Democratic Candidate for Governor of Massachusetts Interested In Reparations

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Should the Commonwealth of Massachusetts offer its black residents reparations for slavery?

The concept interests Democratic candidate for governor Ben Downing.

Downing, a former state senator from Pittsfield and current East Boston resident, leaves open the possibility of reparations to black Americans for slavery in his platform for governor.

The platform doesn’t have a specific dollar amount, nor a plan of who would pay for it and how much people would get. However, Downing wants to explore the matter further.

“Push for a commission to study reparations for the harm done by racist policies in Massachusetts, using federal HR 40 as a model,” Downing’s platform says. “This is not a topic on which I have all of the answers, and I am eager to work with advocates, communities, and colleagues on it. The harms of systemic racism in Massachusetts demand concrete material restitution, and I am committed to pursuing it wherever possible.”

H.R.40, which Downing mentions, is a federal proposal. It’s known as the Commission to Study and Develop Reparation Proposals for African-Americans Act. It would establish a commission to look at the merits of reparations for black Americans for slavery in the United States of America, a practice that ended in 1865. It has 195 co-sponsors, including all nine U.S. House members from Massachusetts. (All co-sponsors are Democrats.)

While the Commonwealth doesn’t cut checks to black residents simply for being the descendants of slaves, there is one Massachusetts community that plans to offer a form of reparations:  Amherst, a town of about 39,000 in western Massachusetts that is home to the University of Massachusetts’s flagship campus and Amherst College. On June 21, the town council in Amherst voted to establish a “Reparations Stabilization Fund.”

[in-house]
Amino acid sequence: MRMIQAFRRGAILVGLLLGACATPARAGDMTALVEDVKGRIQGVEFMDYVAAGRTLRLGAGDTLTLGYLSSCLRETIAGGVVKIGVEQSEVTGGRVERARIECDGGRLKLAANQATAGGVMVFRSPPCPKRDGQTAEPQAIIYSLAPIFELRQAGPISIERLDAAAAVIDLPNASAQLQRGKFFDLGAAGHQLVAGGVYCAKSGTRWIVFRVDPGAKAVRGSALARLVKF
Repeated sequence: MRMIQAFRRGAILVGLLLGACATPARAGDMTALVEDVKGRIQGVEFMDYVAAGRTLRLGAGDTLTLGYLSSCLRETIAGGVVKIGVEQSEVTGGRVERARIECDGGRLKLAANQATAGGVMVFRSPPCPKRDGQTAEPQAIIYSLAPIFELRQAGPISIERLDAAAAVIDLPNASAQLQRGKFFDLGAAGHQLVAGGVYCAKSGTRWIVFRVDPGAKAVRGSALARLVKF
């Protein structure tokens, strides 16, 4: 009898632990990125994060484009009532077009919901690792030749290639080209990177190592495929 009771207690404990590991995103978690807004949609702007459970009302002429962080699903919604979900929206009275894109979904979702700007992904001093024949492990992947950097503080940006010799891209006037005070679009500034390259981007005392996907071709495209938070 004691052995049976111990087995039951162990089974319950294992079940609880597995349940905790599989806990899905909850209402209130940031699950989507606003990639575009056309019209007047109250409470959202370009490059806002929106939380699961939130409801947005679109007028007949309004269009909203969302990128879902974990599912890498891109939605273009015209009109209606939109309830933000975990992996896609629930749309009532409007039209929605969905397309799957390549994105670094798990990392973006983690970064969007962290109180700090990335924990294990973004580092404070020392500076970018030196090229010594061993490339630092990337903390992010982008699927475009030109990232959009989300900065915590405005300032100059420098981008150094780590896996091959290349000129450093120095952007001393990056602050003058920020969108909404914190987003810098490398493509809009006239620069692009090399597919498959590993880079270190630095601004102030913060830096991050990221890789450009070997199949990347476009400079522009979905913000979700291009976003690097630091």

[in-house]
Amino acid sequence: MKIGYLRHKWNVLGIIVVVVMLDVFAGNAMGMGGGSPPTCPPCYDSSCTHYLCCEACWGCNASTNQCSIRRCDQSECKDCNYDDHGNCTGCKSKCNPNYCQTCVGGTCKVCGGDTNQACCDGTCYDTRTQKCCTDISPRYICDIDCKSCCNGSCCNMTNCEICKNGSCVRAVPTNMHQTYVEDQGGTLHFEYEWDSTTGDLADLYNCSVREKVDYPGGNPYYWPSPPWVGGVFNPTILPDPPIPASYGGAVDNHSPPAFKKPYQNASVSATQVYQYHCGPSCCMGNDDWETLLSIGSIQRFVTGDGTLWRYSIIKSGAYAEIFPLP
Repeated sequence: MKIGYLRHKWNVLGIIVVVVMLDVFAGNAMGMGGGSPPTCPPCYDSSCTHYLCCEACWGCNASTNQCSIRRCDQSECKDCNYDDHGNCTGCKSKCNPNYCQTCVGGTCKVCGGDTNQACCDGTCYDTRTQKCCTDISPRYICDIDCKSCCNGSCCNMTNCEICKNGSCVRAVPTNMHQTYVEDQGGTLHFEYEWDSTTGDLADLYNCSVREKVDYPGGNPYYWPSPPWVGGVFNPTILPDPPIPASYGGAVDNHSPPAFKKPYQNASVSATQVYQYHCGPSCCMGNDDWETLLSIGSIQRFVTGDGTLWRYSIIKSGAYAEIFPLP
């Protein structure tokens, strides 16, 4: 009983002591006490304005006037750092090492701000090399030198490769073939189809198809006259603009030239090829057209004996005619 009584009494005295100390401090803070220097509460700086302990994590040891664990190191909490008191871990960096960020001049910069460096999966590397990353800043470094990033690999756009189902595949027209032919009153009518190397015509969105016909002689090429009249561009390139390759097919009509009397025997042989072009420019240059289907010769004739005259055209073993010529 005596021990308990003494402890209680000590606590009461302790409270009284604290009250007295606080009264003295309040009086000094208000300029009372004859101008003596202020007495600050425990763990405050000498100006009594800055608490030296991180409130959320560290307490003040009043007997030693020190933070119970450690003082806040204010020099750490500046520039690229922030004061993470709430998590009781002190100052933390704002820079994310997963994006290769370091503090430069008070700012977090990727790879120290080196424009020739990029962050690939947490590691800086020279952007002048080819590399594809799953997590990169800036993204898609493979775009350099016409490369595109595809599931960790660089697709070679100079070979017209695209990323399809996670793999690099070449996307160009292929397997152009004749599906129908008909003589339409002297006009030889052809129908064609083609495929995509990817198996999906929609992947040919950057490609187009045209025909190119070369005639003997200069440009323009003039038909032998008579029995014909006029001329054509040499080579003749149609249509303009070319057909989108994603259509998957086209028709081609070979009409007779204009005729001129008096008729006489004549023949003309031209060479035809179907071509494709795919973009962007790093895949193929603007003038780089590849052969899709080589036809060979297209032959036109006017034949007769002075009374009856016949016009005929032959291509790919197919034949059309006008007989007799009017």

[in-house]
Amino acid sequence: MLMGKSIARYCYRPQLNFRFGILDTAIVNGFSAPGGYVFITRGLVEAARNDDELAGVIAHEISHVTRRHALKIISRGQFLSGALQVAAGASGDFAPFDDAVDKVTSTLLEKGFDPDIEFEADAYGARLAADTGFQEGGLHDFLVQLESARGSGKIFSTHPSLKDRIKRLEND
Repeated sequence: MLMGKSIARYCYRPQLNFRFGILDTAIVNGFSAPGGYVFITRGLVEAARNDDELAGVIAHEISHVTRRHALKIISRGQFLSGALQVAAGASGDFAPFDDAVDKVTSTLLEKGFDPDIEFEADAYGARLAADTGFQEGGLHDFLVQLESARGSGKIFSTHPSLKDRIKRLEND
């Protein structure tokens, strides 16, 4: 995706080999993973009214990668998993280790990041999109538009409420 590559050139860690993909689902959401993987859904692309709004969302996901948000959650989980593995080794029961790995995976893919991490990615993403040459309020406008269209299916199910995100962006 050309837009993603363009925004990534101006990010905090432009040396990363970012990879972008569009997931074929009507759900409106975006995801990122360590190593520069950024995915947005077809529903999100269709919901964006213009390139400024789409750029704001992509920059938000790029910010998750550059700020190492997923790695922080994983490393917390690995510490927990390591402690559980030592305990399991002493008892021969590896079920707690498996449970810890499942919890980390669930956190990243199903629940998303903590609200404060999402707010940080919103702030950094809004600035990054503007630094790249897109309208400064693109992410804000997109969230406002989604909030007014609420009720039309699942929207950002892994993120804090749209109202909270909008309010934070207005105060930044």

Amherst officials haven’t announced the town’s plan yet, but they may use Evanston, Illinois’s system as a model, as NewBostonPost previously reported. There, each qualifying household is eligible to receive $25,000 for home repairs, down payments on property, and interest or late fees on property in the city.

Most Americans oppose reparations. An April 2021 poll conducted by UMass Amherst found that 62 percent of Americans opposed the federal government making cash payments to the descendants of slaves; only 38 percent supported the measure.

A spokesman for the Downing campaign could not be reached for comment over the weekend or on Monday this week.


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